NYCDH Week Reflection: 360 Photo and Video Storytelling

On Tuesday, February 5, I attended the NYCDH Week workshop “Hands-on with 360 Photo and Video Storytelling” at the Craig Newmark Graduate School of Journalism at the City University of New York. The instructor was Matt MacVey, who specializes in 360 video and immersive media at the J-School.

This was actually a great workshop that I was fortunate to fit into my schedule this week. As a journalist/journalism student, I’ve always been in awe of immersive journalism and anything that helps enhance storytelling, really, so it was an absolute privilege to experience 360 photo and video firsthand.

My biggest takeaway from the workshop was that it’s actually relatively easy and not too expensive to get started in 360 photo and video! Matt said the cheapest camera that does 360 photo and video goes for about $100, and another one he showed us can go upwards of $500-$600. I forgot the specific camera we worked with, but one camera Matt talked about a lot was the Samsung Gear 360 — the 2017 version goes for $85 on Amazon. What you’ll also need, of course, is a monopod, which after a quick Google Search, doesn’t seem to go for more than $20.

What’s most important, if you’re working with a 360 camera, is where you place the camera. This impacts the overall “shot” that you’re capturing in terms of what can actually be seen in the shot, and how “far” people/objects look in the “shot.”

For 360 photos specifically, you can actually take them with your phone using the Google Street View app. It takes some getting used to at first, but the images that can be produced from it are actually quite remarkable. Here’s one that Matt took at the Detroit Institute of Arts (I had issues embedding it, so below is a screenshot, and here’s also a link to view it interactively on Google Maps):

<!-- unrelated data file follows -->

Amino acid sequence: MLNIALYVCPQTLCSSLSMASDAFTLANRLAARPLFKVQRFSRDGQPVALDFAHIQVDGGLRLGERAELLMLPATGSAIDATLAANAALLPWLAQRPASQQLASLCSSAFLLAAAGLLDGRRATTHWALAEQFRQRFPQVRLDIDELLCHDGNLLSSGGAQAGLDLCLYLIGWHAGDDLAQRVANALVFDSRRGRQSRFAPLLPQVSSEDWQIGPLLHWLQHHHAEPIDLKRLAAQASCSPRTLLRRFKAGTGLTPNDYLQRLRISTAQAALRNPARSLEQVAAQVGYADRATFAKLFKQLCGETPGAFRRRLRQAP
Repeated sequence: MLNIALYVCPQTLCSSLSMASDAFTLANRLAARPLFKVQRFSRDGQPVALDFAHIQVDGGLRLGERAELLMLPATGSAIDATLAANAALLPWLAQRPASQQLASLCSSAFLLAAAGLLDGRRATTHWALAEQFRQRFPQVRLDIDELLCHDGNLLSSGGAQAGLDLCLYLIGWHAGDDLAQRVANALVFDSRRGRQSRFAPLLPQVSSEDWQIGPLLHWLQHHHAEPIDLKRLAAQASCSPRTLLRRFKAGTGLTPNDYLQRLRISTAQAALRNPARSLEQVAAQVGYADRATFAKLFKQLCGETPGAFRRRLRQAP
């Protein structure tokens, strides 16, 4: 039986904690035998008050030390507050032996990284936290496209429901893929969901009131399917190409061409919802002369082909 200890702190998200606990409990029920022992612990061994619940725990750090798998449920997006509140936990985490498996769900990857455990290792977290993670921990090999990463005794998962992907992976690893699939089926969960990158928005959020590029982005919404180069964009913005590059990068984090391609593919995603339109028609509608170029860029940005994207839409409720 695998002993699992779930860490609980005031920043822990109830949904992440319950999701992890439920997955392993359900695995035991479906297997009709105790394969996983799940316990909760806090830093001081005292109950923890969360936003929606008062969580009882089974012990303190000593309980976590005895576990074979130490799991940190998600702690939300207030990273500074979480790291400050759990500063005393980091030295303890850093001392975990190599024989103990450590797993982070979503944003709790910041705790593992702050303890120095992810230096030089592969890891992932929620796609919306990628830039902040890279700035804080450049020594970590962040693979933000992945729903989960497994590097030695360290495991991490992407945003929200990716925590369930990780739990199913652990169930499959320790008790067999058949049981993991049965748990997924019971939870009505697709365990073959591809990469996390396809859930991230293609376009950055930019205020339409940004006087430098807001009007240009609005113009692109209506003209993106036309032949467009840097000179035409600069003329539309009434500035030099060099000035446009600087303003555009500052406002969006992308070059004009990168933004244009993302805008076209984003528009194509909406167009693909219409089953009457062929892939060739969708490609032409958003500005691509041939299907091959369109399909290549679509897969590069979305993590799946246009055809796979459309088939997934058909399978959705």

360 videos are where it gets more complicated, since this requires a lot more technique and is likely used by news organizations for enhanced storytelling. Using Google Cardboards, Matt had us view a 360 video produced by The New York Times, “10 Shots Across the Border,” which was about a Mexican 16-year-old who was killed by the United States Border Patrol. We had a brief discussion afterwards about how watching the video through the cardboard “almost made us feel like we’re there,” and something as simple as the height of the fence could be better perceived through the cardboard (rather than if we read or heard about how tall the fence was).

After this workshop, I’m considering working with 360 photo and video this semester for my capstone class, since I have to produce two stories for the class, and my professor encourages students to experiment with tools/techniques that they’re not necessarily familiar with. It’ll come down to what exactly the story I’d like to produce is about though, since using 360 photo/video has to make sense with the concept (and shouldn’t be added in as a tool just for the sake of it). Something for me to think about!

If anyone’s interested, Matt was kind enough to share his slides from the workshop. You can access it here.

Some other resources Matt shared:

Related newsletters that Matt recommended:

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